Bangladesh has made a statement before the ICJ concerning the request by the UN General Assembly for an Advisory Opinion on the question of the legal consequences arising from the policies and practices of Israel in the occupied Palestinian territory including East Jerusalem.

Bangladesh Ambassador to the Netherlands M Riaz Hamidullah made Bangladesh’s statement before the International Court of Justice (ICJ) concerning the request by the United Nations General Assembly for an Advisory Opinion on the question of the “legal consequences arising from the policies and practices of Israel in the occupied Palestinian territory, including East Jerusalem” today.

In the oral hearing, the Ambassador of Bangladesh mentioned that Bangladesh fought for 23 long years to gain her independence and finally achieved it through a bloody War in 1971, during which three million people had to sacrifice their lives. In the early days of independent Bangladesh, our Father of the Nation, Bangabandhu Sheikh Mujibur Rahman said, “….the world is divided into two parts– oppressors and oppressed. And, I am with the oppressed”.

The Ambassador of Bangladesh also mentioned that as Bangladesh pursued her self-determination, our Constitution mandated us to support oppressed peoples worldwide who are fighting imperialism, colonialism, or racism. This duty is outlined in Article 25(C) of our Constitution.

Bangladesh also mentioned the fast-developing circumstances in Rafah with grave humanitarian implications for the 1.4 million Palestinian people, nearly half of them children.

The ongoing war represents one of the most shameful catastrophes in the history of the modern era. The killing of thousands of innocent civilians, particularly children, the destruction of their homes, the occupation of their ancestral lands, and the deliberate obstruction of their access to food and water all constitute blatant violations of international law and serve as textbook examples of ethnic cleansing.

Bangladesh firmly believes that an advisory opinion on the questions posed by the General Assembly would undoubtedly represent a critical and logical step towards ending the illegal occupation. The dismantling of this occupation would, in turn, address the root cause of Israel’s violent subjugation of the Palestinian people.

Bangladesh argued before the Court that the fundamental question posed by the UN General Assembly regarding the legality of the Israeli occupation is grounded in established international norms and legal principles. The occupation, characterized by persecution, racial discrimination, and apartheid, stands in clear violation of three peremptory norms of international law: the right to self-determination, the prohibition of acquiring territory by force, and the prohibition of racial discrimination and apartheid.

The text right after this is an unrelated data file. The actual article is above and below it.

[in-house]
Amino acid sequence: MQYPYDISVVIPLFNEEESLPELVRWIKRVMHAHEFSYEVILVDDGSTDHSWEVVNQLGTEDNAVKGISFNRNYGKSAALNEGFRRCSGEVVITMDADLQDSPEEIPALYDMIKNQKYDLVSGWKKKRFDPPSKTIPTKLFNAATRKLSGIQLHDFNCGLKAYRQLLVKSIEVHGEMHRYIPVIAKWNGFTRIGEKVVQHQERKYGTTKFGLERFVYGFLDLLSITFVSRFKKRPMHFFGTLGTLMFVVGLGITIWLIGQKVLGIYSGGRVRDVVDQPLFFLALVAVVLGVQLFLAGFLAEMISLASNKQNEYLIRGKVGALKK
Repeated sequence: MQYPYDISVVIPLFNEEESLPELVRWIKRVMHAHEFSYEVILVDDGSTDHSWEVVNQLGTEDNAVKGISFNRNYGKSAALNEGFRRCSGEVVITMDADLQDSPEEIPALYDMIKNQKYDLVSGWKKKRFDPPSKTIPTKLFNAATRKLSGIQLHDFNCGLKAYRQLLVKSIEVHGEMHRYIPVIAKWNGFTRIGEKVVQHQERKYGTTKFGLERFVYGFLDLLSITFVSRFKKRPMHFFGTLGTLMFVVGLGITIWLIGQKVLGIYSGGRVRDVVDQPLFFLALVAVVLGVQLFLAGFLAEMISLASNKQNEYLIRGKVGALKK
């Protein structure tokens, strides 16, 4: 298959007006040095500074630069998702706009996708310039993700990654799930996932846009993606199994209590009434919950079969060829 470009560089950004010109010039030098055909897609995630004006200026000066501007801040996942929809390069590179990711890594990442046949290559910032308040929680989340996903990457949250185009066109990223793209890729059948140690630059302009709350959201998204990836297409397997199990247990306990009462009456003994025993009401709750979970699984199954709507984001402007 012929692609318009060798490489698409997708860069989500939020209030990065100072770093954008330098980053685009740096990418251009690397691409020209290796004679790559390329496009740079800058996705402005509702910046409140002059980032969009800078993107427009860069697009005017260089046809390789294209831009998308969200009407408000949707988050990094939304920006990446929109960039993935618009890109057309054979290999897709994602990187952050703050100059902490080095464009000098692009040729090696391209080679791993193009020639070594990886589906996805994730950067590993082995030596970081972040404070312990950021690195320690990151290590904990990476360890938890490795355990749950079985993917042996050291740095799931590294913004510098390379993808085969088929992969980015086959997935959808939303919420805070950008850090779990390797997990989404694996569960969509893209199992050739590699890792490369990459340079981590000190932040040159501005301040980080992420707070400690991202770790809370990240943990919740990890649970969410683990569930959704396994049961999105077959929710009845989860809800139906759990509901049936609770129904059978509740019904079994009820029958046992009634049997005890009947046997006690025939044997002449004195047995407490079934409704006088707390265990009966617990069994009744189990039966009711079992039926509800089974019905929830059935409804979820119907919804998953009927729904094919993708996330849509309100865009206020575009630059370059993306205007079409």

Bangladesh further argued that Israel’s prolonged occupation, coupled with its policies of colonization and annexation, underscores its illegality under international law. These actions not only contravene the UN Charter but also violate general international law, including the peremptory norm prohibiting the acquisition of territory by force.

Israel, through its denial of the Palestinian people’s right to self-determination, has violated peremptory norms of international law. These violations include persecution, racial discrimination, and apartheid against Palestinians, as well as the occupation, colonization, and annexation of Palestinian land. These systematic breaches severely undermine the rights of Palestinians as a people and Palestine as a State, while also hindering the prospects for a just and lasting peace by international law and relevant UN Resolutions.

Bangladesh underlined that the promise of a Palestinian State based on a diplomatic settlement grounded in law has been a prominent feature of the international agenda since 1948. Seventy-five years later, there exists a vast body of State practice and opinio juris that emphatically support the Palestinian people’s right to an independent State. The UN Security Council and the General Assembly have adopted numerous Resolutions since 1948 on the “Question of Palestine,” recognizing, among other rights, the right of return for Palestine’s refugees and the right of Palestinians to establish an independent State along the pre-1967 borders. Additionally, both the UN General Assembly and the Human Rights Council have acknowledged the Palestinian people’s right to self-determination. Importantly, in 2004, this Court, in its Advisory Opinion on the Wall, explicitly affirmed the Palestinian people’s right to self-determination under international law.

Bangladesh, drawing on our agonizing struggle for independence, recognizes how the State of Palestineconsistently and conclusively re-affirmed her commitment to a peaceful solution. This solution, in accordance with international law and based on the afore-mentioned terms of reference, aims to ensure the fulfilment of the Palestinian people’s inalienable rights under international law. These rights include self-determination, the right of return, the realization of independence and sovereignty of their State along pre-1967 borders, with East Jerusalem as its capital, and the aspiration to live side by side in peace and security with Israel.


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